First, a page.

redcard23 wrote:
I know this thread ended many moons ago but I am in a similar position to the OP. I am Jamaican with a CELTA and taught in japan for 5 years. Im now trying to find another teaching position but find that my passport is a hindrance. If in Europe, no one is willing to sponsor a work permit and other countries such as China and the ME just out rightly declare that due to visa restrictions they cannot accept ppl from nationalities outside of usa, uk, Can, NZ, Aus, SA, etc.....If anyone or the OP has any suggestions, please Help!


Hi redcard23....I sent you a pm.

For anyone in a similar situation, I've started a blog that has work and study abroad opportunities. Most of the positions listed are open to persons who are not from the major Anglophone countries. I'm not sure if I'm allowed to post the link so send me a pm if you're interested.
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tttompatz



Joined: 06 Mar 2010
Posts: 1951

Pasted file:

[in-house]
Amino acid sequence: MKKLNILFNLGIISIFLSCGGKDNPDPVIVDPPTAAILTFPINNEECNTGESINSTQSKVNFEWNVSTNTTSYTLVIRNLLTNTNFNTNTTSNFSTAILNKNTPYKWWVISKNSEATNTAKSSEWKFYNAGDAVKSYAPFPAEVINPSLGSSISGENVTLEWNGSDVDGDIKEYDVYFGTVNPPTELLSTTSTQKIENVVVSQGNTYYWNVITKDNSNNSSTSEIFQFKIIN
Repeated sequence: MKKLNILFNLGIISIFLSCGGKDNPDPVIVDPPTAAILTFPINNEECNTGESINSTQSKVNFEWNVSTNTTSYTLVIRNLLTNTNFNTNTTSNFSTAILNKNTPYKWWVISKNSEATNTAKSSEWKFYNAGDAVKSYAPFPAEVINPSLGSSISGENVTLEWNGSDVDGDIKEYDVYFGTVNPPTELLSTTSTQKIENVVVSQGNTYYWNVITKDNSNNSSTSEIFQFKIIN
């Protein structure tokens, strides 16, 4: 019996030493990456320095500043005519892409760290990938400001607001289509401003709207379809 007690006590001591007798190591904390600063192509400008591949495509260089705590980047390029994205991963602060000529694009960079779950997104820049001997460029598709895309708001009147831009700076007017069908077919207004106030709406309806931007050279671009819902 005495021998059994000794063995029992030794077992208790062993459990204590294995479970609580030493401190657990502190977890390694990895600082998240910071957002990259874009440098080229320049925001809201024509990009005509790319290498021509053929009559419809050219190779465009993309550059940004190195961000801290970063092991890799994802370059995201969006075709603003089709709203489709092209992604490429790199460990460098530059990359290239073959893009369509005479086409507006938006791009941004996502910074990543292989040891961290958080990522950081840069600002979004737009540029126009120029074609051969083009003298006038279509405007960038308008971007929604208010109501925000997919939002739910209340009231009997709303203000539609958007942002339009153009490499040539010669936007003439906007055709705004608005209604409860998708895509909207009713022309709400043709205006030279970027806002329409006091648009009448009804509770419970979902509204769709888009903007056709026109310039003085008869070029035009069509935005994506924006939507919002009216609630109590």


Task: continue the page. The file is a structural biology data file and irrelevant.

Location: Talibon, Bohol, Philippines

PostPosted: Fri Feb 22, 2013 8:08 am    Post subject: Reply with quote

Yes, a large part of the planet is a no-go because of your passport.

Your race and gender are issues. Male and black are not in your favor and racism does exit to a large degree in Asia (as you should be aware of from 5 years in Japan).

Thailand is an option BUT...

Degree needed (you didn't mention one).
TOEIC score over 600 needed (since your passport is not from one of the "5".

You also need to be "on-the-ground" to get hired. There are lots of eager back-packing tourists who would love to extend their stay in the tropics who are here and ready to work for next to nothing so employers have a ready supply of "sub-par wage" acceptors and usually won't import teachers of any flavor.

.